Roberts, John Quincy, ENS

Fallen
 
 Service Photo   Service Details
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Last Rank
Ensign
Last Rating/NEC Group
Line Officer
Primary Unit
1941-1942, VS-6
Service Years
1940 - 1942
Ensign
Ensign

 Last Photo   Personal Details 


Home State
Alabama
Alabama
Year of Birth
1914
 
This Military Service Page was created/owned by Bersley H. Thomas, Jr. (Tom), SMCS to remember Roberts, John Quincy, ENS.

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Casualty Info
Home Town
Boaz, AL
Last Address
8000 North 8th Ave
Birmingham, AL

Casualty Date
Jun 04, 1942
 
Cause
Hostile-Body Not Recovered
Reason
Air Loss, Crash - Sea
Location
Pacific Ocean
Conflict
World War II
Location of Interment
Courts of the Missing at the Honolulu Memorial - Honolulu, Hawaii
Wall/Plot Coordinates
Court 1 (cenotaph)

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 Additional Information
Last Known Activity

ENS Roberts was assigned to Scouting Squadron 6 (VS-6) aboard the USS Enterprise (CV-6). In the early morning hours of June 4, 1942 pilot Ens. John Roberts, his gunner, Aviation Ordnanceman First Class Thurman Randolph Swindell, and many other aircraft of Enterprises' Air Wing Six, flew off to attack the approaching Japanese Striking Force near Midway. During the ensuing battle Air Wing Six aircraft helped inflict fatal damage to three of the four Japanese carriers. Ensign Roberts' plane was shot down during the battle. He was listed as missing in action and later declared dead.
   
Comments/Citation

Service numbers: Enlisted - 4074102   Officer - 098666

Navy Cross
Awarded for Action During World War II
Service: Navy
Battalion: Scouting Squadron 6 (VS-6)
Division: U.S.S. Enterprise (CV-6)
General Orders: Bureau of Naval Personnel Information Bulletin No. 309 (December 1942)
Citation: The President of the United States of America takes pride in presenting the Navy Cross (Posthumously) to Ensign John Quincy Roberts (NSN: 0-98666), United States Naval Reserve, for extraordinary heroism in operations against the enemy while serving as Pilot of a carrier-based Navy Scouting Plane of Scouting Squadron SIX (VS-6), attached to the U.S.S. ENTERPRISE (CV-6), during the "Air Battle of Midway," against enemy Japanese forces on 4 - 6 June 1942. Participating in a devastating assault against a Japanese invasion fleet, Ensign Roberts, with fortitude and resolute devotion to duty, pressed home his attacks in the face of a formidable barrage of anti-aircraft fire and fierce fighter opposition. His gallant perseverance and utter disregard for his own personal safety were important contributing factors to the success achieved by our forces and were in keeping with the highest traditions of the United States Naval Service. He gallantly gave his life for his country.
   
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Central Pacific Campaign (1941-43)/Battle of Midway
Start Year
1942
End Year
1942

Description
The Battle of Midway in the Pacific Theater of Operations was one of the most important naval battles of World War II. Between 4 and 7 June 1942, only six months after Japan's attack on Pearl Harbor, and one month after the Battle of the Coral Sea, the United States Navy (USN), under Admirals Chester W. Nimitz, Frank Jack Fletcher, and Raymond A. Spruance decisively defeated an attack by the Imperial Japanese Navy (IJN), under Admirals Isoroku Yamamoto, Chuichi Nagumo, and Nobutake Kondo on Midway Atoll, inflicting irreparable damage on the Japanese fleet. Military historian John Keegan called it "the most stunning and decisive blow in the history of naval warfare." It was Japan's first naval defeat since the Battle of Shimonoseki Straits in 1863.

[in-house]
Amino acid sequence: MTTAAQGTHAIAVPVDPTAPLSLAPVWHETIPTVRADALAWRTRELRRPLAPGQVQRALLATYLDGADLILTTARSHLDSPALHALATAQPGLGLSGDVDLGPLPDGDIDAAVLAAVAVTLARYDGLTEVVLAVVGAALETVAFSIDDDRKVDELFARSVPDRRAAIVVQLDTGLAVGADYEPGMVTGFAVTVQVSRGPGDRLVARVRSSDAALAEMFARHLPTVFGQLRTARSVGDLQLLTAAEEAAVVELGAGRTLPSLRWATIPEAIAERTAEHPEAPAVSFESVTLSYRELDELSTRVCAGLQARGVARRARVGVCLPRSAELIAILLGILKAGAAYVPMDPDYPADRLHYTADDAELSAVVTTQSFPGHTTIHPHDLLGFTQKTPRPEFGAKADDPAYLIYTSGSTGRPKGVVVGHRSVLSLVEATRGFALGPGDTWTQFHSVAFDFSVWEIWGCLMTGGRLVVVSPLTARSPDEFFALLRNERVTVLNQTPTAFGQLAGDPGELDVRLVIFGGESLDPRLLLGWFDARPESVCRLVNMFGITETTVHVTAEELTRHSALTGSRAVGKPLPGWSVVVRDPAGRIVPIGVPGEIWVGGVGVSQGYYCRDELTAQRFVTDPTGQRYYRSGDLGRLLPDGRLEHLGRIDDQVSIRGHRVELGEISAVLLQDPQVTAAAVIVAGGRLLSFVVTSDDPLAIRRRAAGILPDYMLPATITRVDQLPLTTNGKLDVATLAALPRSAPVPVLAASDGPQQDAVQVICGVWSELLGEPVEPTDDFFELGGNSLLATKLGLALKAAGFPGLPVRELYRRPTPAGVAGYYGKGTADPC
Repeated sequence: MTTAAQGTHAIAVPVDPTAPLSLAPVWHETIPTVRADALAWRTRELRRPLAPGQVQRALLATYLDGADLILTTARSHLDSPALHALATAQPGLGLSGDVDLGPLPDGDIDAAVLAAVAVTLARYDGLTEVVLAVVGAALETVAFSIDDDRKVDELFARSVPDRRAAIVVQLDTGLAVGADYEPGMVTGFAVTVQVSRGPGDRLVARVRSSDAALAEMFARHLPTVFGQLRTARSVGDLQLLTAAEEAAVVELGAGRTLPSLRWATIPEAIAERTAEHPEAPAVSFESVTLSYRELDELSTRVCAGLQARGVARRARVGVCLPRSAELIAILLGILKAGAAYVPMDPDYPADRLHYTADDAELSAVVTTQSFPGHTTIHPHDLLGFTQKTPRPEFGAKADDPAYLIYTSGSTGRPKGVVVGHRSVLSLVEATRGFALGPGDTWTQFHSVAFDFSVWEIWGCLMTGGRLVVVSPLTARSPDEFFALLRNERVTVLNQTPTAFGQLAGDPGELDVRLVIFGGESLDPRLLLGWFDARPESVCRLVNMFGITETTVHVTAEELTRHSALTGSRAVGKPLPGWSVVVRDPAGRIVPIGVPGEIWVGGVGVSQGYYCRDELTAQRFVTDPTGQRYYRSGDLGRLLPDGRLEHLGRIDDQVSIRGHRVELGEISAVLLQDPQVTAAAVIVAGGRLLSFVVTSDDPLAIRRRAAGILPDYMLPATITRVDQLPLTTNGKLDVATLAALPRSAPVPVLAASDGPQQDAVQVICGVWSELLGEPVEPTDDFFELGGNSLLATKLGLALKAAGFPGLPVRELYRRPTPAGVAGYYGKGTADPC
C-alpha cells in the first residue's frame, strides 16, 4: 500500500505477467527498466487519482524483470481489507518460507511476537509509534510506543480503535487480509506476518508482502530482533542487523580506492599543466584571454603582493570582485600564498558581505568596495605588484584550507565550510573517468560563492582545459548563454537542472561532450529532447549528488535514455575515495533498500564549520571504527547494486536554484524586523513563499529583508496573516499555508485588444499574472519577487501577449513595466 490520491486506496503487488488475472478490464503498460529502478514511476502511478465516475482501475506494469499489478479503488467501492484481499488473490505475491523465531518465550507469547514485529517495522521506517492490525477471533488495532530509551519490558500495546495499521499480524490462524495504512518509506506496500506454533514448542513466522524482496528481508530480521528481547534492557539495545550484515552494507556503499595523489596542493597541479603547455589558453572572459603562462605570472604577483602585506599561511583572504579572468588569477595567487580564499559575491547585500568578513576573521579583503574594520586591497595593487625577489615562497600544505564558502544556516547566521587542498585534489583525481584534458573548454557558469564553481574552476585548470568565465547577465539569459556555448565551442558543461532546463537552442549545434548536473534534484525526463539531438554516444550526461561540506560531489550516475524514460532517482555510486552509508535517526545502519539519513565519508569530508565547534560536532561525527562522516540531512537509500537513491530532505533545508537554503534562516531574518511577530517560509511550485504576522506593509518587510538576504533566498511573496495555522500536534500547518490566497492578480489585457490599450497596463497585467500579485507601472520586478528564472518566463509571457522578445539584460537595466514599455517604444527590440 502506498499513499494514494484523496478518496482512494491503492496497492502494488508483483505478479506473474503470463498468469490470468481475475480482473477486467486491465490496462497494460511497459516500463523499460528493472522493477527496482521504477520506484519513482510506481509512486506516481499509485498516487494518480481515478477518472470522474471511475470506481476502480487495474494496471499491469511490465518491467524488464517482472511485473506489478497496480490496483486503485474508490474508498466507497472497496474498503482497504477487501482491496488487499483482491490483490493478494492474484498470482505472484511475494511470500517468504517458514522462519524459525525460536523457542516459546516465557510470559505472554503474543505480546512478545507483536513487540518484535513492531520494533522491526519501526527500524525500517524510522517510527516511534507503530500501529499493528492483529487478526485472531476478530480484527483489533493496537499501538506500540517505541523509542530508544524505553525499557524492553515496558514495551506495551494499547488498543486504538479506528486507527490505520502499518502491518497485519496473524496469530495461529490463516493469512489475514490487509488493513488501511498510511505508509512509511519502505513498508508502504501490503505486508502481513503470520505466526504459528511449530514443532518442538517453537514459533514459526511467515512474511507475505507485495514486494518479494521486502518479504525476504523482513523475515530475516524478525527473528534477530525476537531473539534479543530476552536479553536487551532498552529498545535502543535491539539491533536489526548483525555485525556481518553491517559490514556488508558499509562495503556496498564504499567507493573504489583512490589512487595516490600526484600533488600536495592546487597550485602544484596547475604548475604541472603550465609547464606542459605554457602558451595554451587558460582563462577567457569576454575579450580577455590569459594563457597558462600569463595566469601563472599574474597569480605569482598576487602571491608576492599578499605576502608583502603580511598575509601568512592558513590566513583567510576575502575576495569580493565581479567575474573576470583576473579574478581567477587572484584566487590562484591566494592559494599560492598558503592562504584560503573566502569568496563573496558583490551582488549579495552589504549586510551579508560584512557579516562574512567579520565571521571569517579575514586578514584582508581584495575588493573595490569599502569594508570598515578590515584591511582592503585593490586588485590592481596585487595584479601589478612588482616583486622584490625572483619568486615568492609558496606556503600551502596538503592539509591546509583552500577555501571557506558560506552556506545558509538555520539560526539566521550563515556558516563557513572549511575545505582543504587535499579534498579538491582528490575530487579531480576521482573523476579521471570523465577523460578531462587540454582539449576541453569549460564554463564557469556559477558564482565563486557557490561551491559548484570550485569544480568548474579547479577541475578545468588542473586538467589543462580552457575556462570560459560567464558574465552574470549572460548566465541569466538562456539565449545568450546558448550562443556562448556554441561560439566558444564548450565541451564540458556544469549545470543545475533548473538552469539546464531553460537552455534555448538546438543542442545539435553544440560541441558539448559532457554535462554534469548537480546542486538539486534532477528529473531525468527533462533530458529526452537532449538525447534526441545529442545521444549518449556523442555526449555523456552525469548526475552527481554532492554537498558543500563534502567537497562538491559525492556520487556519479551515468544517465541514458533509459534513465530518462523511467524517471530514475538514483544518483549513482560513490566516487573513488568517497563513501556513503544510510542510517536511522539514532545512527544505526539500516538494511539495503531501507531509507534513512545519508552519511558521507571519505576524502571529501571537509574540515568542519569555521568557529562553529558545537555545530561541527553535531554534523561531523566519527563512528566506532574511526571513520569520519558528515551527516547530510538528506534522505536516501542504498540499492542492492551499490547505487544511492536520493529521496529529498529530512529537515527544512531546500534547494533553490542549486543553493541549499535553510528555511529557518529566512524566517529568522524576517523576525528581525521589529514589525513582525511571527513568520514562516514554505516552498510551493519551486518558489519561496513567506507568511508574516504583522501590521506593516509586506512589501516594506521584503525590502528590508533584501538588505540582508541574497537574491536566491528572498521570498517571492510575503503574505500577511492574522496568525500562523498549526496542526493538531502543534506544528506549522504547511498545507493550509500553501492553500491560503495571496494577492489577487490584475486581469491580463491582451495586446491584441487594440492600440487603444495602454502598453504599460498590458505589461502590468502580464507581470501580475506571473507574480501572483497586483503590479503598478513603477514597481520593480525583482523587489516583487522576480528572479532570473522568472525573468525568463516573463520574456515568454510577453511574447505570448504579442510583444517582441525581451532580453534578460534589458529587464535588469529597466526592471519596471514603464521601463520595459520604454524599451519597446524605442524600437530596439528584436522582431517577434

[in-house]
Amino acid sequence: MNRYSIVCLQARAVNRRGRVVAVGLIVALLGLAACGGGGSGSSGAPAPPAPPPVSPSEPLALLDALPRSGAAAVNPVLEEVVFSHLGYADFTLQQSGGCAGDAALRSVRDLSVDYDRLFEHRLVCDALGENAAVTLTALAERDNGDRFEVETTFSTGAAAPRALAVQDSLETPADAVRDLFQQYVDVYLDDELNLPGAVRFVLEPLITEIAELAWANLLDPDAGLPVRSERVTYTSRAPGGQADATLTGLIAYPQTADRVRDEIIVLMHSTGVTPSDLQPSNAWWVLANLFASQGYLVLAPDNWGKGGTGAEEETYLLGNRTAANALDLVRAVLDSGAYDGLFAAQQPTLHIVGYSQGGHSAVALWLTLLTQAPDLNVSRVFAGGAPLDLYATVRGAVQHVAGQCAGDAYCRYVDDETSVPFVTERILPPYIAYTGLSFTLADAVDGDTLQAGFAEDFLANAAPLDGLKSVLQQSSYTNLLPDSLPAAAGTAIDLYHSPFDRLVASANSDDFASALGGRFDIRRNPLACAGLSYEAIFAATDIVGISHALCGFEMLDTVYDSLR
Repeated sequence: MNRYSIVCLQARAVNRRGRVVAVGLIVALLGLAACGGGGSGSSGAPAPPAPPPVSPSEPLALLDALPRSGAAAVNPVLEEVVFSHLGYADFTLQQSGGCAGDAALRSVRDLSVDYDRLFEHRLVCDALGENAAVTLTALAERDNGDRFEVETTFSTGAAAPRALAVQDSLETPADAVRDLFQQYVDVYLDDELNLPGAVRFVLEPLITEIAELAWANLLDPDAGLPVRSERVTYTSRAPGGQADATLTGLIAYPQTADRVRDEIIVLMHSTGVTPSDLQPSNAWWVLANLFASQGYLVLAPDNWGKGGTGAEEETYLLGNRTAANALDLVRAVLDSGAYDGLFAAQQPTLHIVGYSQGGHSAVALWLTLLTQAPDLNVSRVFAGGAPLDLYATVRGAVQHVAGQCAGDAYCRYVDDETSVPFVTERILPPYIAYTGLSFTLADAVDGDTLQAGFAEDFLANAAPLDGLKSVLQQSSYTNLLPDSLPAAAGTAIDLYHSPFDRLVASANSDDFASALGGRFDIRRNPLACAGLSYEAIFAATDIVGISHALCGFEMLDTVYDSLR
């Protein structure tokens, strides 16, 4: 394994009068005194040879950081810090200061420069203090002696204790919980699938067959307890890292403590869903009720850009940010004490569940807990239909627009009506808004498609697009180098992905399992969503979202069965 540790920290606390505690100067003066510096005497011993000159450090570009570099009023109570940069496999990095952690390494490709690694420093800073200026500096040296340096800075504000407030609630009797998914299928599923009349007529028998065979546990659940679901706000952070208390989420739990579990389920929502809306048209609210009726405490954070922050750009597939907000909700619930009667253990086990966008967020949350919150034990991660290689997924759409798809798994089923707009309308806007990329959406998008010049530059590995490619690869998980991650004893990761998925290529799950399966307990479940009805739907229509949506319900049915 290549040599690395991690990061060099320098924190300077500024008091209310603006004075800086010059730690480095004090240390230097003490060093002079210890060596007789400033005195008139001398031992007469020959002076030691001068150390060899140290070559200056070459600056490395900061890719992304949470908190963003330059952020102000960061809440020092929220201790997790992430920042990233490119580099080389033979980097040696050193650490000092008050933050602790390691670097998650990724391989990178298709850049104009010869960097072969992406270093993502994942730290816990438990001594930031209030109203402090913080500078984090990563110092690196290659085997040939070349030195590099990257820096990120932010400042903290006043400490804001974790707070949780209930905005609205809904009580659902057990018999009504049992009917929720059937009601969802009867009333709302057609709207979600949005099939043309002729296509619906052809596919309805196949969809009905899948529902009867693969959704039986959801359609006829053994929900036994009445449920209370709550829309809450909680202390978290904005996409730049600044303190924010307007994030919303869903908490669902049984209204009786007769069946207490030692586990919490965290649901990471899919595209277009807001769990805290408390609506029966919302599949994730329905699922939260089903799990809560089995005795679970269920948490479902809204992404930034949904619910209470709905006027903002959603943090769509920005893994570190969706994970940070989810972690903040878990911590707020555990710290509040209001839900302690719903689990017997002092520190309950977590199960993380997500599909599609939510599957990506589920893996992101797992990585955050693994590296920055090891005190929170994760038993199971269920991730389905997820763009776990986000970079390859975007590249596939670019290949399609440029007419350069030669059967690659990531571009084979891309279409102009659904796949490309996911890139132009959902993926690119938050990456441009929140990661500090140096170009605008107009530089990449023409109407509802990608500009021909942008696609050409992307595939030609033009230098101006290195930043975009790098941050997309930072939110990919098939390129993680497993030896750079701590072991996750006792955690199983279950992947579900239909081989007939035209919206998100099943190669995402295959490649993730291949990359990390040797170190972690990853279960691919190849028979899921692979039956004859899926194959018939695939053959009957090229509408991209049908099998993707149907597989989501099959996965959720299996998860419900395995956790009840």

The Japanese operation, like the earlier attack on Pearl Harbor, sought to eliminate the United States as a strategic power in the Pacific, thereby giving Japan a free hand in establishing its Greater East Asia Co-Prosperity Sphere. The Japanese hoped that another demoralizing defeat would force the U.S. to capitulate in the Pacific War and thus ensure Japanese dominance in the Pacific.

The Japanese plan was to lure the United States' aircraft carriers into a trap. The Japanese also intended to occupy Midway as part of an overall plan to extend their defensive perimeter in response to the Doolittle air raid on Tokyo. This operation was also considered preparatory for further attacks against Fiji, Samoa, and Hawaii itself.

The plan was handicapped by faulty Japanese assumptions of the American reaction and poor initial dispositions.Most significantly, American codebreakers were able to determine the date and location of the attack, enabling the forewarned U.S. Navy to set up an ambush of its own. Four Japanese aircraft carriers—Akagi, Kaga, Soryu and Hiryu, all part of the six-carrier force that had attacked Pearl Harbor six months earlier—and a heavy cruiser were sunk at a cost of one American aircraft carrier and a destroyer. After Midway and the exhausting attrition of the Solomon Islands campaign, Japan's shipbuilding and pilot training programs were unable to keep pace in replacing their losses, while the U.S. steadily increased its output in both areas.
   
My Participation in This Battle or Operation
From Year
1942
To Year
1942
 
Last Updated:
Feb 2, 2019
   
Personal Memories
   
My Photos From This Battle or Operation
No Available Photos

  322 Also There at This Battle:
  • Banzuelo, Antonio, MCPO, (1930-1960)
  • Besson, John Henry, RADM, (1931-1959)
  • Betty, Charles, PO2, (1941-1945)
  • Delchamps, Newton, MCPO, (1941-1965)
  • Earnest, Albert, CAPT, (1941-1972)
  • Feeney, John Martin, RDML, (1942-1962)
  • Ferrier, Harry, CDR, (1941-1970)
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